Is holidaying a human right?

st-clair-beach-1We take holidays for relaxation, pleasure, family time and new experiences. Some travel to ‘rediscover’ themselves or as religious pilgrimages. In minority world countries, like New Zealand, holidays are considered necessary for ‘the good life.’ But not everyone has the means to go on holiday.

The United Nations Declaration of Human Rights states in article 24 that “everyone has the right to rest and leisure… and periodic holidays with pay.” Article 13 also states that “everyone has the right to leave any country, including his own, and return to his country.” Unfortunately, these human rights along with others, are really only available to the minority of those who can afford it.

In developing countries (the majority world not only do most people miss out on the benefits of a holiday, but they often pay the price of other people’s holiday. Tourist developments can destroy natural environments, create waste and exhaust natural resources.  There have been many cases where the tourism industry undermines human rights. Prime beach front land has been snatched from locals who are forced to find new homes, locals working in hotels or resorts are commonly underpaid and forced labour has been used to make tourist areas presentable.

The World Travel and Tourism Council (WTTC) believe that travel and tourism “can help raise living standards and alleviate poverty in undeveloped areas.” This is a mighty claim. We can’t assume money paid by tourists stays in the country and benefits the locals. Pamela Nowicka claims that “from 50 to 95 percent of money spent by a tourist will leave the country it was spent in.” This is known as ‘leakage.’ Nowicka cites Thailand as an example saying it is “estimated that 70 percent of all money spent by tourists ended up leaving Thailand via foreign-owned tour operators, airlines, hotels, imported drinks and food and so on.”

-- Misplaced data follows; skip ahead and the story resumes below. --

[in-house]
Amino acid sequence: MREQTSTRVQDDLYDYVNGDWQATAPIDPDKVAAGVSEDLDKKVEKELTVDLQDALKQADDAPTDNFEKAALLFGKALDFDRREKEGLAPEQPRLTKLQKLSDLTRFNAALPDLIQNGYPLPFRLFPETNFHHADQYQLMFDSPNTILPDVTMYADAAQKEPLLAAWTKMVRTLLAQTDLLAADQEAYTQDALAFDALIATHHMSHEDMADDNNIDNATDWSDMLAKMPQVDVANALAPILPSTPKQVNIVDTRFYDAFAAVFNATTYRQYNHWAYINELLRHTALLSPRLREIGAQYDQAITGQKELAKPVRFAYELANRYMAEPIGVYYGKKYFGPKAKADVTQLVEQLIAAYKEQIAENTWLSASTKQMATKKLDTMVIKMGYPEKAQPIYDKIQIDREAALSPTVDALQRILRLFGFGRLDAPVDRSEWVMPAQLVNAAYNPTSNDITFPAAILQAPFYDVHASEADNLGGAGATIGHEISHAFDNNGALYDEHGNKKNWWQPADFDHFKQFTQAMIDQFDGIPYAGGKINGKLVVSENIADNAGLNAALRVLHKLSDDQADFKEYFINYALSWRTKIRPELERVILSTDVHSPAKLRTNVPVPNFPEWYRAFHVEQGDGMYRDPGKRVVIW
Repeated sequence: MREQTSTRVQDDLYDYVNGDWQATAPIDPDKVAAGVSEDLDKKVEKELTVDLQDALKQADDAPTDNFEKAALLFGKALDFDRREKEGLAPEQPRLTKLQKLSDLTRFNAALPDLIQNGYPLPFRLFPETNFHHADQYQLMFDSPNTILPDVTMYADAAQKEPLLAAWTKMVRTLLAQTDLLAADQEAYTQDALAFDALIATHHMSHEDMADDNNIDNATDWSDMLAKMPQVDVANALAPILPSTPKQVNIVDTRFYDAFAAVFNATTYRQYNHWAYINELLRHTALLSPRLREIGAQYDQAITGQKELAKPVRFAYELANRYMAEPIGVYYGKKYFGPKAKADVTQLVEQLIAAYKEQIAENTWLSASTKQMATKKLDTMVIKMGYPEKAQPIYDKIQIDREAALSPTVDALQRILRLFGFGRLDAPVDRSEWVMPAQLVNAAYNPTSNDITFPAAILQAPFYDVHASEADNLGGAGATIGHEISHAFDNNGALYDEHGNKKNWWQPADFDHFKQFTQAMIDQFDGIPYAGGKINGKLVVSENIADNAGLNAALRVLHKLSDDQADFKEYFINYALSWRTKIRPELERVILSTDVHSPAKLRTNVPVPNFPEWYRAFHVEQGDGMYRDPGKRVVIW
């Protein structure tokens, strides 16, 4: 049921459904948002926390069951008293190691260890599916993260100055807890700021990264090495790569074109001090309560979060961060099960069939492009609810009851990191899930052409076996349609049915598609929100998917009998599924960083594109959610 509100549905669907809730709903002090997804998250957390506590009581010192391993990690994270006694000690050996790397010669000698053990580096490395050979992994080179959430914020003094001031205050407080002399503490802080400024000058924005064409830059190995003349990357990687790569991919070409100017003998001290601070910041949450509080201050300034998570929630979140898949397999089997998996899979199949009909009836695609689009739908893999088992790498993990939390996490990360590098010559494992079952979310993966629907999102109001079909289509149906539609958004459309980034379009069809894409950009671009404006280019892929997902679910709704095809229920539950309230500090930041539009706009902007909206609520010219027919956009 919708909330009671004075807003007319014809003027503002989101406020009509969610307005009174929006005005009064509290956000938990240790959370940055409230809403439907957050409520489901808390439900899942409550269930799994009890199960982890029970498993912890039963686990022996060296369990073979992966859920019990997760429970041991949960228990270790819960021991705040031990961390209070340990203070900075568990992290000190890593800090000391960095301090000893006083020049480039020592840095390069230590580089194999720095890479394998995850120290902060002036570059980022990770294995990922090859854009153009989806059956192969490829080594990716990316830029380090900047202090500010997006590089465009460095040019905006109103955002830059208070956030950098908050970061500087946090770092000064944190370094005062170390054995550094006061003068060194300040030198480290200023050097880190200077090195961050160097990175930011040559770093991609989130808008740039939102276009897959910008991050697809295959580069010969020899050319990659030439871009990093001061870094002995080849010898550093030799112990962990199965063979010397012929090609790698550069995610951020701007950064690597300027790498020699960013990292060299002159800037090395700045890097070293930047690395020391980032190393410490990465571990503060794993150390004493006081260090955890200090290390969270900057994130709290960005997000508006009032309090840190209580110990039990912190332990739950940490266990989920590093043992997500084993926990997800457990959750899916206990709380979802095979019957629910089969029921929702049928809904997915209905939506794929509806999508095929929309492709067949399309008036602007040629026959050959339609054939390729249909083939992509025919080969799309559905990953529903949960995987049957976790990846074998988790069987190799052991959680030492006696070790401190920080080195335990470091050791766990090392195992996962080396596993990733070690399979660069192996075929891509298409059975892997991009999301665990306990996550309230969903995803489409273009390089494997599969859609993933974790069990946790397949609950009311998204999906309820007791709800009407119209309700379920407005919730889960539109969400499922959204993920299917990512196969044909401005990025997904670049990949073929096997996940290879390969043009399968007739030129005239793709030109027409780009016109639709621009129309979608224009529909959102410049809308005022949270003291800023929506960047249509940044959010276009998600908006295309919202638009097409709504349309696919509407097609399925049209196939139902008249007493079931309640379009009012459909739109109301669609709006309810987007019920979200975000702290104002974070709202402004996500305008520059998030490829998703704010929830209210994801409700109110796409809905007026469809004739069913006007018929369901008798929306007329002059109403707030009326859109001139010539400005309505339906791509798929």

TAKE ACTION

But the WTTC are right. Travel and tourism can help fight against poverty. However, it is up to us to find out how our money can be used to best impact the local community and ensure our environmental damage is minimized.

Become an ethical tourist:

  • Fpoor_knights_island_1ind locally owned and run lodges, restaurants and activities whose profits stay in the   community.
  • Use the least damaging form of transport. It’s difficult to avoid flying if we want to go overseas. We can’t take a train under the Tasman Sea to visit our Aussie neighbours! But, we can take direct, longer flights, which are more fuel efficient. And we can use local transport, buses, trains and ferries when we are in country.
  • Next year, instead of loading up the caravan and crossing the Island to your regular beach, why not try something different? There are many cycle paths that allow you to explore a different side to the country. The Department of Conservation also offers well kept walk ways and informative signs throughout the country. A national park is never far away. Eco-tourism adventures are also widely advertised on the internet.

Being an ethical tourist does not have to mean spending more money. It just means doing your research, asking questions and caring about the impact of your holiday.

LEARN MORE

The No-nonsense Guide to Tourism Pamela Nowicka
The Ethical Travel Guide Polly Pattullo and Orely Minelli
(Both books available from Global Focus Aotearoa library)

www.ecotourism.org
www.sustainablestuff.co.uk
www.ecotourism.co.nz
www.maketravelfair.com
www.tourismconcern.org
www.responsibletourism.org.nz